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City with a yen for yan


In 199 BC, the Han Dynasty's central government believed the land on which Jiangsu province's Yancheng city is built was - in the truest sense of the term - worth its salt.

So it sent officials to create and oversee a salt industry in the coastal area. The new settlement rapidly swelled to become a prosperous city, replete with banks, teahouses and opulent mansions.

Back then, Yancheng was known as Yandu county - "yan" meaning salt and "du" referring to the river it was shipped along.

Today, the city's name, which literally translates as "Salt City", is the only one in China that includes the character yan (salt).

In addition, 18 local villages' names contain the character tuan (referring to local salt production organizations); six towns' and 85 villages' monikers include the character for zao (saltwater boiling facilities); and seven villages include zong (salt harvesters' residences) in their appellations

  The history and culture of Yancheng's salt-fed development is showcased at the Museum of Chinese Salt. Upon viewing the relics, factoids and models displayed in the 18-sq-km establishment - shaped and colored to resemble a colossal salt crystal - visitors will never again take good old sodium for granted. And that goes for all 15,000 kinds of salt, many of which, such as sea salt, rock salt and soil salt, are exhibited at the museum.

  Models and replicas also demonstrate the variety of salt-harvesting methods used in ancient Yancheng, including well extraction, brine boiling and "ink stone baking" - a harvesting method in which seawater is poured into massive rock troughs to evaporate and the residue is collected. One hall features life-sized statues that demonstrate ancient salt production step-by-step.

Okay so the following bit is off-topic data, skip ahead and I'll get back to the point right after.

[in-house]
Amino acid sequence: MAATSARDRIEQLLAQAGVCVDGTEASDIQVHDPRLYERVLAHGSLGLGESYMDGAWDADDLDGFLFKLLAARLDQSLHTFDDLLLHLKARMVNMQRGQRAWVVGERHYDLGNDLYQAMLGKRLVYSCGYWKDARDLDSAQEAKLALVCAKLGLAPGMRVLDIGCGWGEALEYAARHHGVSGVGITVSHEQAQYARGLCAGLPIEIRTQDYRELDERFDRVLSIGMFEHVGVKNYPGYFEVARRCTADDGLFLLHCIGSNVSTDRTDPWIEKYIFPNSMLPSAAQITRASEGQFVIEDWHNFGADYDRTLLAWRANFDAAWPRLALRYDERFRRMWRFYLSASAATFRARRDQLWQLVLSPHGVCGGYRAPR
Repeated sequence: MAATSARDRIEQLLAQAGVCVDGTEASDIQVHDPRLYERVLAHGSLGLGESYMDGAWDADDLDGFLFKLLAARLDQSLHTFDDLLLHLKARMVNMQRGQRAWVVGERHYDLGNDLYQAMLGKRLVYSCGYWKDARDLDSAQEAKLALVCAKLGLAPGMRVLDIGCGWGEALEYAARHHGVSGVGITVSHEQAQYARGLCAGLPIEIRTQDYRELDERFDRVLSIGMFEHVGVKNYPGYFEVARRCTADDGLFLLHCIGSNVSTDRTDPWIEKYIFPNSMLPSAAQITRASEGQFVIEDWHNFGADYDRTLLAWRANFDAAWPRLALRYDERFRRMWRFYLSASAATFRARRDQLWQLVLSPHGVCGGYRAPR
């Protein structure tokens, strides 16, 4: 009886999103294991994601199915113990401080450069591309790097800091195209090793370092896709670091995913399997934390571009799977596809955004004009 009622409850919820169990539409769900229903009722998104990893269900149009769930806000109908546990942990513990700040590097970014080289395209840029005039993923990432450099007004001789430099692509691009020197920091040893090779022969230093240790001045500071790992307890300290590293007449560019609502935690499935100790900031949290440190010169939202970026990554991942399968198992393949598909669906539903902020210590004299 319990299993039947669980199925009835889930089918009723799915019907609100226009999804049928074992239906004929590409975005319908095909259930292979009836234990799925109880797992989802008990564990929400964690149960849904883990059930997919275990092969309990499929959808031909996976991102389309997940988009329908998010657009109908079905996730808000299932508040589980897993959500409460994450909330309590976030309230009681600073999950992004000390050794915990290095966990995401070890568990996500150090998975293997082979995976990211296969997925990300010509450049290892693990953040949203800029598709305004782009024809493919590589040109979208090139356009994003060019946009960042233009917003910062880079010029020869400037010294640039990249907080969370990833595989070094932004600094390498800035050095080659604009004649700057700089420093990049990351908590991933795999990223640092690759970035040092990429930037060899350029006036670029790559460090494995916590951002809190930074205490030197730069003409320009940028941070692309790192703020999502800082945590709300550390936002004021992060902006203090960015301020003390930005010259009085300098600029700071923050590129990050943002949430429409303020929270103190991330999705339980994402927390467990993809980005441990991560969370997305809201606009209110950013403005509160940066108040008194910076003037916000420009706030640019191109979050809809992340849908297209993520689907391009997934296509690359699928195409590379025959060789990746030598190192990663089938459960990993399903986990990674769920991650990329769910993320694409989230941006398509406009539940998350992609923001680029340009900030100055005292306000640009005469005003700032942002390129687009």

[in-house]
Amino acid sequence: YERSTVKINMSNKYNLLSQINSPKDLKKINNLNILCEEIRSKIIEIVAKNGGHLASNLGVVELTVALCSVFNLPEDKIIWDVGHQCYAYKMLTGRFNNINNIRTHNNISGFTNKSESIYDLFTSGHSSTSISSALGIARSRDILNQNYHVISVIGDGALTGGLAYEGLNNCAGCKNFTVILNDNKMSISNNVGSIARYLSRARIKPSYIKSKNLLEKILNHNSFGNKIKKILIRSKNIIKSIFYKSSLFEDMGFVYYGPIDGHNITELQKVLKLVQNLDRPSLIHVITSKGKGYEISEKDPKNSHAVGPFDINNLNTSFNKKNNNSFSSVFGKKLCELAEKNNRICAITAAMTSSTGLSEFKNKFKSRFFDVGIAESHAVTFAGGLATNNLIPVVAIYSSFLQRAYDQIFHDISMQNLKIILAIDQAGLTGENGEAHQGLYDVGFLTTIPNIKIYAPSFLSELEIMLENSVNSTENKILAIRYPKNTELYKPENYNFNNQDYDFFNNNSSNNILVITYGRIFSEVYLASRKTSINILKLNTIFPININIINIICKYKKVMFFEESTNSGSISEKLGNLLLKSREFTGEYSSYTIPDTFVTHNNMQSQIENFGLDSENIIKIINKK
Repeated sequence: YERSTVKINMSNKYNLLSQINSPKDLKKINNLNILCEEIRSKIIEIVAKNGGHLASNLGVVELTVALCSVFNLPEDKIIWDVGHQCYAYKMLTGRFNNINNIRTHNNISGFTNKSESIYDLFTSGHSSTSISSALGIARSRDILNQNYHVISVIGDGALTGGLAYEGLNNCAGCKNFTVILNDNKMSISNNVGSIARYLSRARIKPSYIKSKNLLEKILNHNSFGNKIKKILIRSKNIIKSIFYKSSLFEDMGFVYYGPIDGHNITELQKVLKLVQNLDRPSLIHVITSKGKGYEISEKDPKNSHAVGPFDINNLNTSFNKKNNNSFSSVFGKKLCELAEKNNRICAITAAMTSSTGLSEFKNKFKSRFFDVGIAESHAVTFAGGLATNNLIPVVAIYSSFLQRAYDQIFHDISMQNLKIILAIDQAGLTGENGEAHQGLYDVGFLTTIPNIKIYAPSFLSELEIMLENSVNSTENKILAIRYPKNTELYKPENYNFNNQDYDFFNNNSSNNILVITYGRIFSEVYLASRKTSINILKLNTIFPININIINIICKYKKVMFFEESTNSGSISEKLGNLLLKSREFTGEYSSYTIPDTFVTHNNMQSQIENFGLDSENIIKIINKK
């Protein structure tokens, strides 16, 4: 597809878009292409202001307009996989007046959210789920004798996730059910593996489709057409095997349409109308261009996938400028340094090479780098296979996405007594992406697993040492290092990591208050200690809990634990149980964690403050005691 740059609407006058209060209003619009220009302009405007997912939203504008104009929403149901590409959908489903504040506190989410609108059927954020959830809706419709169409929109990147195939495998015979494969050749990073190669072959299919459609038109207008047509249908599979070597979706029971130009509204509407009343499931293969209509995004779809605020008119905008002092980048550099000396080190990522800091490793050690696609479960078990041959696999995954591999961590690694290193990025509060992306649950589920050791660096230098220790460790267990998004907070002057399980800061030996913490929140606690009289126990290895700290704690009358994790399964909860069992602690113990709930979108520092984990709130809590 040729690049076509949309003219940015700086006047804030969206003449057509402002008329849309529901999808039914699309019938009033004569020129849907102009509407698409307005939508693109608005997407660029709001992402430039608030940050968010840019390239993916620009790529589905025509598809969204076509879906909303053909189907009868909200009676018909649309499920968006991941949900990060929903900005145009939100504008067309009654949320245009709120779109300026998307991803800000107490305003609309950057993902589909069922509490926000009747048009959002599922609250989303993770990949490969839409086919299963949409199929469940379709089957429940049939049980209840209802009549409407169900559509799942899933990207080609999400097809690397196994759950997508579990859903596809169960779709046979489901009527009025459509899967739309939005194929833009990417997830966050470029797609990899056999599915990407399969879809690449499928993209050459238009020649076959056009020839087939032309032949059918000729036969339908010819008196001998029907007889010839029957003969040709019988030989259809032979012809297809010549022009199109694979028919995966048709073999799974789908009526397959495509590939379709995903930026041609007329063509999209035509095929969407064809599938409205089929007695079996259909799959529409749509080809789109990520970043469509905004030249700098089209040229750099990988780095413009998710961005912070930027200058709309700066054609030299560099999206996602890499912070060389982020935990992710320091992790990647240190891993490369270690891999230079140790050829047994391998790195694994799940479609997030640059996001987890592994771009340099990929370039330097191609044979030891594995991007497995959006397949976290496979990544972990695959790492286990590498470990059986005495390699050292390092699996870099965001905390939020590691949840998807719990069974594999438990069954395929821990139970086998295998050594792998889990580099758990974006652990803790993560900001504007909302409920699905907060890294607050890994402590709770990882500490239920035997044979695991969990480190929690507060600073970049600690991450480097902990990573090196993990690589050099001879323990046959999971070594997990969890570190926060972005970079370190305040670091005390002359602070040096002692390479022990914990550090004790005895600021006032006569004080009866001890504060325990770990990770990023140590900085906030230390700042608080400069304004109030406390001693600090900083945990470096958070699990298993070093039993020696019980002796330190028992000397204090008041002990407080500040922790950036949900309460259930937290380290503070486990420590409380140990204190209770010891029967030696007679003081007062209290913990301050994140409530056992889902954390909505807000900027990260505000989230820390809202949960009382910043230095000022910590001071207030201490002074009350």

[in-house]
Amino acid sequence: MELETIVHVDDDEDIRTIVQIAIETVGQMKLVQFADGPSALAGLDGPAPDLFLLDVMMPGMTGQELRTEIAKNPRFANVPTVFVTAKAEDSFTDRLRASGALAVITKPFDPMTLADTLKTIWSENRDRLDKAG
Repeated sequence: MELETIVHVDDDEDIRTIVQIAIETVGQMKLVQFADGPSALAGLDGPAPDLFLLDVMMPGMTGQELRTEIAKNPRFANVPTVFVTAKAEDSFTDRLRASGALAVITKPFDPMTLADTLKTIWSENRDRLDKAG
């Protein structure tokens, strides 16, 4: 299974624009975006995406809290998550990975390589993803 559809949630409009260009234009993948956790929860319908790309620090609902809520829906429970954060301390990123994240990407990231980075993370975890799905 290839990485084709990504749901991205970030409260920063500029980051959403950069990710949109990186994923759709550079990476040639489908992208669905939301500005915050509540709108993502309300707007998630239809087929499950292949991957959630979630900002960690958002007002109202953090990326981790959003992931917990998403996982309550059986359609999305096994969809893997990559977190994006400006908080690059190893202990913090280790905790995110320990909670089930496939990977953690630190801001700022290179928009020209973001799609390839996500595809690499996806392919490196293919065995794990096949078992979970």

It begins with the gathering of firewood to feed the blazes for boiling brine and continues until the shipping of raw salt to nearby Yangzhou city, where it was refined and then distributed throughout the country. In addition, a massive projector screen shaped like a scroll pans paneled diagrams showcasing salt production processes.

  The museum also displays ancient brine boiling pans. These plates were divided into several fan-shaped pieces to prevent private salt production, which was strictly prohibited for nearly 2,000 years.

  Every family working in the industry would get one chunk of the pan and would have to interlock it with that of other families to boil brine.

  A replica of a massive clay laopan (brine boiling bowl) commemorates the Baoying period of the Tang Dynasty (AD 618-907), when local annual salt production peaked at more than 500,000 tons.

  Ancient and modern products made with salt are also showcased in the museum, including the salt licks Chinese pastoralists have fed their herds for millennia, beauty creams and preserved fish.

  Visitors to China's only State-level museum dedicated to the under-appreciated splendors of sodium find it's a good place to get a taste of the history that shaped Yancheng and its local culture.